Catchment Based Approach
The Wild Trout Trust works with Catchment Partners to deliver river habitat improvement projects and advice on habitat management, using our specialist expertise to complement local knowledge.
Detailed below is some background to the Catchment Based Approach (CaBA) and some examples of partnership projects. More examples of Wild Trout Trust Projects can be found here.
Background to the Catchment Based Approach
Many of the problems facing rivers have their root causes in the catchment: diffuse pollution from fertilisers and pesticides coming from farmland, silt from roads and fields, lack of flow due to abstraction of ground water, flashy spates due to upland drainage. These are big issues and need co-operation between farmers, water companies, government agencies and organisations like the Rivers Trust and the WTT to resolve. And they need to be tackled at a catchment level so that they impact the whole river from source to sea.
In England and the Welsh borders, the EA and Defra have adopted a ‘Catchment Based Approach’ (CaBA) and appointed over 100 ‘Catchment Partners’ who will lead the development and delivery of a Catchment Plan to resolve these issues. The Catchment Partners are locally based Rivers Trusts, Wildlife Trusts and similar charities.
The WTT is working with Catchment Partners in the same way as we have always worked with groups who have any involvement in a river or lake. We will provide advice, deliver projects and, increasingly, train volunteers and professionals to enable them to deliver their Catchment Plans.
Click on the names below to find established examples of working with Catchment Partners
Bayfield Project Norfolk
This ground-breaking river restoration was project managed by Tim Jacklin of the WTT, with technical design provided by Professor Richard Hey. The project was delivered as a partnership with the support of the landowners, Roger and Robin Combe, Norfolk Rivers Trust, the River Glaven Conservation Group, and funded by the DEFRA Catchment Restoration Fund under the Nine Chalk Rivers Project partnership led by Norfolk Rivers Trust.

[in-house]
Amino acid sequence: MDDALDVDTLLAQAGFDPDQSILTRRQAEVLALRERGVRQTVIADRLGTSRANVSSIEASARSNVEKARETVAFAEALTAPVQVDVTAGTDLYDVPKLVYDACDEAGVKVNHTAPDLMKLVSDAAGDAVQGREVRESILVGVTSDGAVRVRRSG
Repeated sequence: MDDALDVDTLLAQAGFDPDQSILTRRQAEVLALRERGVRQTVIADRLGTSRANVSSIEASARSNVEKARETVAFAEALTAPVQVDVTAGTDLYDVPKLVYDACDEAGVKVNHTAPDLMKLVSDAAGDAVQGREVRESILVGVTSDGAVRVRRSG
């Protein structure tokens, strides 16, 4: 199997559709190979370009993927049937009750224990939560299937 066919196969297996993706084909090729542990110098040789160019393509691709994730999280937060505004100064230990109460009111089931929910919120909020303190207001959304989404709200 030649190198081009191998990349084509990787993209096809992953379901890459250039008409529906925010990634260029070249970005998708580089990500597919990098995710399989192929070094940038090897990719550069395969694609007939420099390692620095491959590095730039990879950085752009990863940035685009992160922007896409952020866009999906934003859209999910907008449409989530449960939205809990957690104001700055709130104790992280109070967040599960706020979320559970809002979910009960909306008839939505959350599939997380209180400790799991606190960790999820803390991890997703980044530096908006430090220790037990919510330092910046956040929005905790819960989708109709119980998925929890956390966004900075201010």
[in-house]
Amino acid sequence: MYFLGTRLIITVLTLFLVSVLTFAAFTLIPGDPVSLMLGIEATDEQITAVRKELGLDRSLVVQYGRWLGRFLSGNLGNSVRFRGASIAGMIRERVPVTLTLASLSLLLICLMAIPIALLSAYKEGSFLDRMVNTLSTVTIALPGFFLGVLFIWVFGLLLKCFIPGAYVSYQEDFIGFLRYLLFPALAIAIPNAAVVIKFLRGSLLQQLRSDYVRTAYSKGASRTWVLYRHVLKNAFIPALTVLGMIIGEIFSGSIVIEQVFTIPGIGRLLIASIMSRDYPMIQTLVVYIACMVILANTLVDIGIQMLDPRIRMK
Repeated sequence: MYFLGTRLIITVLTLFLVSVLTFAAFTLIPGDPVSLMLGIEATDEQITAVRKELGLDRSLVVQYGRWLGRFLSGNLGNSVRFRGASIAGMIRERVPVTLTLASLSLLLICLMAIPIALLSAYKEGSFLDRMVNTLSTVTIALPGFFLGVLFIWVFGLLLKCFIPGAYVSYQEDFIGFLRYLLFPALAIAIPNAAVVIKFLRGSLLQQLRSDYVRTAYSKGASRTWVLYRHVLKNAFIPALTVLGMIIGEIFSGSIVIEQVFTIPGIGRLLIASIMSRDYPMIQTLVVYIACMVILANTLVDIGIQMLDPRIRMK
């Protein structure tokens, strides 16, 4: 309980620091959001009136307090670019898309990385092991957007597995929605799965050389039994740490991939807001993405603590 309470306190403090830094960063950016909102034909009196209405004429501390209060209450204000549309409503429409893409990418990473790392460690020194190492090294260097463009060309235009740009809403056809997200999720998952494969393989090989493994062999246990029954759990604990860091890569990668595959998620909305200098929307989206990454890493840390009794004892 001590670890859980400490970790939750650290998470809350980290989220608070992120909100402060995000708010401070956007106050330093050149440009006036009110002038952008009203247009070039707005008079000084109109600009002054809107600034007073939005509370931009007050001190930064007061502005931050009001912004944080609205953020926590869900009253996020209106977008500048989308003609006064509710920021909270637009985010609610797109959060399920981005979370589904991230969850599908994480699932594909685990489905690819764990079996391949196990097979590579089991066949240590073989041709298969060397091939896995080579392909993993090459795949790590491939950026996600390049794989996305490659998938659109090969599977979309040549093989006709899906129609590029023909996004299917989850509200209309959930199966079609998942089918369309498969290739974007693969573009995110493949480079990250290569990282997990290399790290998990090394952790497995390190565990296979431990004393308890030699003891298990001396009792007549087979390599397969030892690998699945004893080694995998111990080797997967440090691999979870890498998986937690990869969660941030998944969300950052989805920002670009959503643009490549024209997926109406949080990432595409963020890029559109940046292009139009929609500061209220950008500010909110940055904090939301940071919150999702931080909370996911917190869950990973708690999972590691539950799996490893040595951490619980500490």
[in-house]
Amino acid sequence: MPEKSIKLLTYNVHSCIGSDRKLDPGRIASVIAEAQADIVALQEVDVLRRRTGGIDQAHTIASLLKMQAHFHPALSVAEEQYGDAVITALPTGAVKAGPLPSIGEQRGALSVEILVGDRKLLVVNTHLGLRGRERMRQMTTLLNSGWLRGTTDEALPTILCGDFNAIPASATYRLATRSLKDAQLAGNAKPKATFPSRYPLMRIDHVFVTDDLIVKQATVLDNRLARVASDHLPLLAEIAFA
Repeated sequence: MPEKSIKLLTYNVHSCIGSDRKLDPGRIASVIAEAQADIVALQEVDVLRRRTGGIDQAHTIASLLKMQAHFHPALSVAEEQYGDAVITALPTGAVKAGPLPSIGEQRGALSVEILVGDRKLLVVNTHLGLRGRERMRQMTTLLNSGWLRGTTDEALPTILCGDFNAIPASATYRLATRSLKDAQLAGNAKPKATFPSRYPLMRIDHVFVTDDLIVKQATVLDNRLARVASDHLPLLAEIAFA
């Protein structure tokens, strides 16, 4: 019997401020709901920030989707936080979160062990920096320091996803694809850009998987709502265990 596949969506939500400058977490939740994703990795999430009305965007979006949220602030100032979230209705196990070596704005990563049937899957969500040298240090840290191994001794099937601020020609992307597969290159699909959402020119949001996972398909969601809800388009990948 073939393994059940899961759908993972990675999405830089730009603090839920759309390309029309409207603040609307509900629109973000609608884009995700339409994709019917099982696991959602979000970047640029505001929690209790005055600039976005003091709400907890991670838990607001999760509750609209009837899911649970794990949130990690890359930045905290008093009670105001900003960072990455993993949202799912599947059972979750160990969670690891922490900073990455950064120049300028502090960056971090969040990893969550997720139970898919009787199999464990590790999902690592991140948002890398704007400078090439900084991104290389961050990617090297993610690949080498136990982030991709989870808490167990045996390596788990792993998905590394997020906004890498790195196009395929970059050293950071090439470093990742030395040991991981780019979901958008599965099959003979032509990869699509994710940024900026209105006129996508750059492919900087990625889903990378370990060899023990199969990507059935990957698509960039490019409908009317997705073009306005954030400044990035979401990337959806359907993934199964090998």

River Douglas Catchment partnership:
Hosted by Groundwork North West this vibrant partnership is making achievably ambitious plans for the restoration of a Lancashire river associated with Orwell’s Wigan Pier. Habitat, community and education works are scheduled and the WTT has been a key member of the steering group ‑providing high-level technical input as well as advising on educational and engagement tools. The WTT will also be helping to deliver activities and habitat improvements identified in the plan in the coming years.
Partnership with the Arun and Rother Rivers Trust
Just one of many projects carried out between the Wild Trout Trust and Arun and Rother Rivers Trust; work carried out at Fittleworth focused on creating optimum habitat for coarse fish fry and provides refuge during high flow events. Coarse fish fry have very limited swimming ability and a lack of backwater habitat results in small fish being flushed downstream and over structures with no route back.
Stoke-on-Trent Catchment partnership:
Hosted by Staffordshire Wildlife Trust there are already proposals afoot for both pilot and ongoing river-channel works in urban reaches of the Trent Catchment (tributaries and main river) in the Stoke-on-Trent region. The WTT are involved in drawing up and submitting proposals for re-instating natural processes into modified and impacted urban river reaches.
The WTT have a very long-standing relationship with the Wandle Trust — being formed around the same time and also originally providing seed-corn funding to help the Wandle Trust gain momentum. Holding our biennial “Urban Conclave” on the banks of the Wandle in 2011 proved a great training opportunity for UK-wide grass-roots urban river restoration groups. It also saw the breaking of the embargo on in-stream habitat modifications within densely-populated areas of London.
Wear Angling Action Project
Hosted by Wear Rivers Trust, this project aims to increase and secure long term angling club memberships through the provision of coaching opportunities and support for clubs wishing to take action in improving their own sections of river. As part of this project, WTT, in partnership with Wear Rivers Trust, provided walkover assessments and reports for angling clubs, detailing habitat improvement work to be undertaken as part of the project. This ongoing collaboration is helping Wear RT to increase the scope of the project and deliver practical habitat workshops.
Useful links and information (all these links will open in a new window)
Catchment map and list of catchment partner lead organisations (PDF): click here
Catchment Based Approach website and forum. This website is aimed at Catchment Partners and includes a wide range of tools and materials as well as a forum for asking questions and sharing information: http://www.catchmentbasedapproach.net/
Environment Agency Catchment Based approach information: click here